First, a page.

Actually, for once history can give us a clue.  Way back in the 1960s Harold Wilson's Labour government seemed to have its back to the wall, although its troubles could reasonably be described as "a little local difficulty" compared with the present super-omnishambles.

In 1967 Labour had devalued the pound from $2.80 to $2.40 (just over 14% - it's now down to $1.25: so much for the "strength" of the British economy), Wilson was upsetting the Americans by refusing to join in the Vietnam War and there were a few strikes.  Two newspaper barons, Hugh Cudlipp  and Cecil King, arranged  a meeting with Lord Mountbatten, a  relative of the royal family and mentor of Prince Charles, and others, to suggest that chaos was round the corner, the government was about to disintegrate  and that:

[t]he people would be looking to somebody like Lord Mountbatten as the titular head of a new administration, somebody renowned as a leader of men, who would be capable, backed by the best brains and administrators in the land, to restore public confidence. (See here for further and better particulars)

To his credit Mountbatten recognised this as treason and walked away.  

 I am not suggesting  a similar attempt at a coup today, or that the current press barons might be capable of organising one.  Even if our MPs are too supine to do their duty we must put up with them until the end of the parliament.

But the incident does illustrate the lengths "the establishment" are prepared to go to frustrate a left wing government compared to the sycophantic support of the present one, seemingly in hock to its "loony right," however demonstrably misguided and damaging their policies.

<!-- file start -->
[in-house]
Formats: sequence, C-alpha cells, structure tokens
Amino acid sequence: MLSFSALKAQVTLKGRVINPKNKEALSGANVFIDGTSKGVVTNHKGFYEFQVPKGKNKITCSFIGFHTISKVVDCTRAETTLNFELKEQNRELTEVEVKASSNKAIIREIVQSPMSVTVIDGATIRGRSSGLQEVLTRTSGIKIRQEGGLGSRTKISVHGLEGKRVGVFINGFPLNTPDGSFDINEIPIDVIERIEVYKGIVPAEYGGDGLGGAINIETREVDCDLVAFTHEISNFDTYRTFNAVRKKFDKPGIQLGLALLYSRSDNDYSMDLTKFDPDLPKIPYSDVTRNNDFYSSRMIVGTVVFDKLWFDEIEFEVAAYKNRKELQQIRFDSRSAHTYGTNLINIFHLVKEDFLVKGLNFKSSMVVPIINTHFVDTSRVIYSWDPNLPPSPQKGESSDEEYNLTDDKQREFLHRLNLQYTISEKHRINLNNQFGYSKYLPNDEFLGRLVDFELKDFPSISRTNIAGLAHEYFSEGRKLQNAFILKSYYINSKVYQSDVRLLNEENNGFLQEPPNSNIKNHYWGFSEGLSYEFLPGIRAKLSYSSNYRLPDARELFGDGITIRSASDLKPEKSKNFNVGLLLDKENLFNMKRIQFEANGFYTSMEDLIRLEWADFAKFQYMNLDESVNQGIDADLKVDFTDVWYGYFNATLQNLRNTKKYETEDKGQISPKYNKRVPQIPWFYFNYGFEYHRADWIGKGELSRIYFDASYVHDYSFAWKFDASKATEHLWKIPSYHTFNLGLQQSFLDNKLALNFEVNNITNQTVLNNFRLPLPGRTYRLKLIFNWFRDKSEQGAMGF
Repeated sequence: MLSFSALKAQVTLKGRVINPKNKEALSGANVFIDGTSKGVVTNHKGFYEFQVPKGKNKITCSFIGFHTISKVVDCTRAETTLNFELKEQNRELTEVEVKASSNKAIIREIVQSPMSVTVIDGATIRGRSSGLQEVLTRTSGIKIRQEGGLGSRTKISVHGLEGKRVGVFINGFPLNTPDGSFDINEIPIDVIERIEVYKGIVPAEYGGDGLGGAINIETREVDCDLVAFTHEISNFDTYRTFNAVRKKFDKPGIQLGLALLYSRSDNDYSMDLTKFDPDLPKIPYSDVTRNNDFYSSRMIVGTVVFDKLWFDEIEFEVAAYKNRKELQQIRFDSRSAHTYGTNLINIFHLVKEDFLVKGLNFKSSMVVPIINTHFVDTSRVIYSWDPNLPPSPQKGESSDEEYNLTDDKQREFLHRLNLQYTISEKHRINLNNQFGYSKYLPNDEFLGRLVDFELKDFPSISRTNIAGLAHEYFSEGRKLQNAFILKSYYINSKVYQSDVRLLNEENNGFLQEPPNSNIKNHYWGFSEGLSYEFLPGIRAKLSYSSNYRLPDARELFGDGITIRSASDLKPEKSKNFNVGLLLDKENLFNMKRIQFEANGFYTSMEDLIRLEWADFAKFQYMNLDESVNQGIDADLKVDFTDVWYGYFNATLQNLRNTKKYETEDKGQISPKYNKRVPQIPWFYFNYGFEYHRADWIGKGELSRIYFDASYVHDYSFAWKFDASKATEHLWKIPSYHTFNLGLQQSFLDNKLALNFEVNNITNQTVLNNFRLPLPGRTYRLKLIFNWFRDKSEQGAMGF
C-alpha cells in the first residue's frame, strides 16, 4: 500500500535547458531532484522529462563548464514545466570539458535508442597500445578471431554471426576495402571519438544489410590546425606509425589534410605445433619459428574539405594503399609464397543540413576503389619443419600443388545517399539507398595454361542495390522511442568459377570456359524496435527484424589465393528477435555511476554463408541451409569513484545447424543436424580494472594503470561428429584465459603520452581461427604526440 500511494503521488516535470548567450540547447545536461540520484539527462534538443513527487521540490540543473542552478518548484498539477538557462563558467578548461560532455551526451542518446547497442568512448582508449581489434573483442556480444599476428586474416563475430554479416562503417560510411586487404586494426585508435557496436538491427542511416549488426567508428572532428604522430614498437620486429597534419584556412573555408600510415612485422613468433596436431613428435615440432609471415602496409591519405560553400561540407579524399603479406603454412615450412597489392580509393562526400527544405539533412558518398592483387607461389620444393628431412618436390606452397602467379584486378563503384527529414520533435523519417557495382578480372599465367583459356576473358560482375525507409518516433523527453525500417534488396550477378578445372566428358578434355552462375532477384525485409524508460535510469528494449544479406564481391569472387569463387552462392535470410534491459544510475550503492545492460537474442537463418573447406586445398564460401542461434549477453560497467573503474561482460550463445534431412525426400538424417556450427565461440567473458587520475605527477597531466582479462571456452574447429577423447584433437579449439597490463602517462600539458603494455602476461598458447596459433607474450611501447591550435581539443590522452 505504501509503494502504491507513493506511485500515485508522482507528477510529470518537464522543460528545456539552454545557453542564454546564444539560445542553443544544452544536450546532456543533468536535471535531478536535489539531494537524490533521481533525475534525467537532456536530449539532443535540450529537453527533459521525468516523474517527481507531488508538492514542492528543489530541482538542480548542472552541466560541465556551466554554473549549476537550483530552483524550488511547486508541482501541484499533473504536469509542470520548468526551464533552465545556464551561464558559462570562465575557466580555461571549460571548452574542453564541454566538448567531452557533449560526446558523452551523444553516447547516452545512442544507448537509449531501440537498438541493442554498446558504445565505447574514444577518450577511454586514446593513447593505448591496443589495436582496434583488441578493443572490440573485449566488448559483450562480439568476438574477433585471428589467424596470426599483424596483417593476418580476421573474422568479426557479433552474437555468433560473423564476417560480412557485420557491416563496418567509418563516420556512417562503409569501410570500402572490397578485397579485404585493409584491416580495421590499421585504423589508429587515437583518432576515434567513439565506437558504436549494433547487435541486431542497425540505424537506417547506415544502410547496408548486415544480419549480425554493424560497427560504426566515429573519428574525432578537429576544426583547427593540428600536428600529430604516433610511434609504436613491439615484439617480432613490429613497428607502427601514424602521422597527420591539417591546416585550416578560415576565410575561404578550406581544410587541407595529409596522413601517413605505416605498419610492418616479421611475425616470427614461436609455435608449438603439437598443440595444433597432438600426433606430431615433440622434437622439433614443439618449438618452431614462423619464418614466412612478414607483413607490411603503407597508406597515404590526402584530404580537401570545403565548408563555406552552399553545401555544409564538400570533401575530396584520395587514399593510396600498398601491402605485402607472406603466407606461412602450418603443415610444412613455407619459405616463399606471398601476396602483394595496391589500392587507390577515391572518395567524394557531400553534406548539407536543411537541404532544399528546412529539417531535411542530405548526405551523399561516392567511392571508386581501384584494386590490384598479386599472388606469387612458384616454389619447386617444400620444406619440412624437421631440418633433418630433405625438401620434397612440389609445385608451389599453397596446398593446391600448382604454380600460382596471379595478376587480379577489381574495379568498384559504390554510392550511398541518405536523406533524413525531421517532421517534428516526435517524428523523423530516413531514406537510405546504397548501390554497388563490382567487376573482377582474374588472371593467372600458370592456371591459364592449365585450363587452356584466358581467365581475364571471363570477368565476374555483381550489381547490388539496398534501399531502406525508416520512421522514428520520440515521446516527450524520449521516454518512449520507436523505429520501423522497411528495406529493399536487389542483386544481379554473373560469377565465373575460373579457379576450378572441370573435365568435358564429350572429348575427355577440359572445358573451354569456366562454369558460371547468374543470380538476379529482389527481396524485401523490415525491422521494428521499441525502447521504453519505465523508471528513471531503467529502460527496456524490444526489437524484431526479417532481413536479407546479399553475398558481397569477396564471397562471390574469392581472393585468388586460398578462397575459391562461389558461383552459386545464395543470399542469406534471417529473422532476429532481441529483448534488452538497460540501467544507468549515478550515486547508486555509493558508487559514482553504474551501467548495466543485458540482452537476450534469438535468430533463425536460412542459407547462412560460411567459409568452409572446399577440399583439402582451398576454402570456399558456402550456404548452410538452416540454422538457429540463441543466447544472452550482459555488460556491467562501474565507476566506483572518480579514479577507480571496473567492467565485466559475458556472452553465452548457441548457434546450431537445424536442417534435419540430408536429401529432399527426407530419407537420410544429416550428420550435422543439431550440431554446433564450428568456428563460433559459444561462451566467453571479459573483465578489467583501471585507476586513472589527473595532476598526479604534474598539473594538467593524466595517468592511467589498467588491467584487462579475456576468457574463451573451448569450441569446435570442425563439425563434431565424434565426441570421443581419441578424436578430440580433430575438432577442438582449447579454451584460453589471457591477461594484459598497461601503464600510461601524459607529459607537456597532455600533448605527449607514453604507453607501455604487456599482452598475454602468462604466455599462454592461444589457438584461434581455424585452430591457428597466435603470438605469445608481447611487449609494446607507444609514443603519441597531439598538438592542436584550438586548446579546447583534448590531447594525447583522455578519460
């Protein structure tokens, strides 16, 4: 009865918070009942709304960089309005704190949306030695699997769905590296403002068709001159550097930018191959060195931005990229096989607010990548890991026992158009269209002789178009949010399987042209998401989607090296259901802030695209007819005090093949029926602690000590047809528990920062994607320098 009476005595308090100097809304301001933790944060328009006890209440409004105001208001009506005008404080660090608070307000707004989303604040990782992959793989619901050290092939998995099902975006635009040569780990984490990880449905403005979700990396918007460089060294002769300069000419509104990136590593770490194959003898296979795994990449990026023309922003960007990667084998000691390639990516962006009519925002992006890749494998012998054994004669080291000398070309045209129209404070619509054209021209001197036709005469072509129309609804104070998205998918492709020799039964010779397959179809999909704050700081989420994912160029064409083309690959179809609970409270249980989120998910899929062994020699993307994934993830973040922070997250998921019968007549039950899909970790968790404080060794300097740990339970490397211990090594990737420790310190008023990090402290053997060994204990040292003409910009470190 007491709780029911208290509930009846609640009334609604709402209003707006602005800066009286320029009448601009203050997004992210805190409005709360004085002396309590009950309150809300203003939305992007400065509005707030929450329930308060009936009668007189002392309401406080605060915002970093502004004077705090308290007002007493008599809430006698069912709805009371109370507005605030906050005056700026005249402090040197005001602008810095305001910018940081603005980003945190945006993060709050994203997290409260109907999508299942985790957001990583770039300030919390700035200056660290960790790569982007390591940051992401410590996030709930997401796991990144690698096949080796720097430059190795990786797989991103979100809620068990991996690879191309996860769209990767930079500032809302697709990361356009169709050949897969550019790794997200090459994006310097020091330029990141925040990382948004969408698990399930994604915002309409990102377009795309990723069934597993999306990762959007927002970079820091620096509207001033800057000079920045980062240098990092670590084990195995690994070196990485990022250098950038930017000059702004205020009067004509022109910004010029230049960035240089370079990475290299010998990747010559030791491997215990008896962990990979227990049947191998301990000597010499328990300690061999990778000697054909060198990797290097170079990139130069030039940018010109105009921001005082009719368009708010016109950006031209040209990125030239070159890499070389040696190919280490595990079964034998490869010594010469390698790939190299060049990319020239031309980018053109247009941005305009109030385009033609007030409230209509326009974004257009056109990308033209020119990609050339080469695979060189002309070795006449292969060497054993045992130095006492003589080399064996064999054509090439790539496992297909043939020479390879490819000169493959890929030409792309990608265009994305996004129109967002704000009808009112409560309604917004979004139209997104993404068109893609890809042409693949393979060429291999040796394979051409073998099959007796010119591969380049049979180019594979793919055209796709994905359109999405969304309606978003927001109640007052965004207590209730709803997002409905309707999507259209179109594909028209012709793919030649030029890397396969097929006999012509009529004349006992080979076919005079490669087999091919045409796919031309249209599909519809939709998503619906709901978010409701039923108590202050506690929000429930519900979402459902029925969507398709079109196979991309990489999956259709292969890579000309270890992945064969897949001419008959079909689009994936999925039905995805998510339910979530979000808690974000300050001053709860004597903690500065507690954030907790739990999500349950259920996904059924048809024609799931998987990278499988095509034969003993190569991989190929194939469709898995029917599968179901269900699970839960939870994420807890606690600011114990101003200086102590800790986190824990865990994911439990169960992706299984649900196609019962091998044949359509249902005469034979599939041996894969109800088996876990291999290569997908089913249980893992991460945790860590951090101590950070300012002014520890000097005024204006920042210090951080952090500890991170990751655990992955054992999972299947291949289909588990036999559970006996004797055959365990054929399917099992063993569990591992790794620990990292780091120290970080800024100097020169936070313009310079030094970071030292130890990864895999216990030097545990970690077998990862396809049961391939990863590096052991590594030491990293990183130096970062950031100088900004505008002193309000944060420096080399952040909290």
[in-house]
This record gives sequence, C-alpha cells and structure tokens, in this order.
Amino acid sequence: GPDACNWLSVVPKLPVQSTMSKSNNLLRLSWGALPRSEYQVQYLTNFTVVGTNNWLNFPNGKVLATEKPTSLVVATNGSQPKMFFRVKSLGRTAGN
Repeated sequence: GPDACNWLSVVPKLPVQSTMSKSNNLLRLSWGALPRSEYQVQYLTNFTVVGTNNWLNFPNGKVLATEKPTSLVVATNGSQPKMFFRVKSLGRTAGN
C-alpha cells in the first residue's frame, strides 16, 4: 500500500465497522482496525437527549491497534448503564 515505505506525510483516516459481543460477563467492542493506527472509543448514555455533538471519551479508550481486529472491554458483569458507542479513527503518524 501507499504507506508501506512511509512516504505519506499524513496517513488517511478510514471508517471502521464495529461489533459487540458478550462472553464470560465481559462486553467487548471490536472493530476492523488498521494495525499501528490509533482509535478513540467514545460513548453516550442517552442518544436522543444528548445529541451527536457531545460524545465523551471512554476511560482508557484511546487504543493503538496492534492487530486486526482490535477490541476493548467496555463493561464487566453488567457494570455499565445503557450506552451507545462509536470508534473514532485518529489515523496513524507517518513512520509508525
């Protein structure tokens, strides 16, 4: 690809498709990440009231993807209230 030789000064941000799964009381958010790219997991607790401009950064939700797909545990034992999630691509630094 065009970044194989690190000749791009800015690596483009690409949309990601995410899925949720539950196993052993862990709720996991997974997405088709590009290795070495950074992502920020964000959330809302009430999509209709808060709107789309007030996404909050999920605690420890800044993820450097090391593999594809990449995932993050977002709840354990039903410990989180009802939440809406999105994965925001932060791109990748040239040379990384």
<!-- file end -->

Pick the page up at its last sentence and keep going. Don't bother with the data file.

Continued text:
*  Makes a change from my favoured "biggest cock-up since Lord North lost the American colonies over an argument about a tax on tea."

Thursday, 2 February 2017

Brexit: Britain betrayed

In our history we've had a Short Parliament, a Long Parliament and a Rump Parliament.   I suspect future historians will dub this one the Pathetic Parliament.  They have:

  • set up a referendum not in the interests of the nation but to help one political party try to solve a domestic problem;
  • failed to provide for a supermajority and other safeguards , such as would be normal in any civic organisation which wished to change its constitution:
  • allowed an advisory referendum with a small majority of those who voted to be translated into "the will of the people";
  • have granted the government the right to implement this result despite the majority of them believing that this will  be damaging to their constituents and the country as a whole: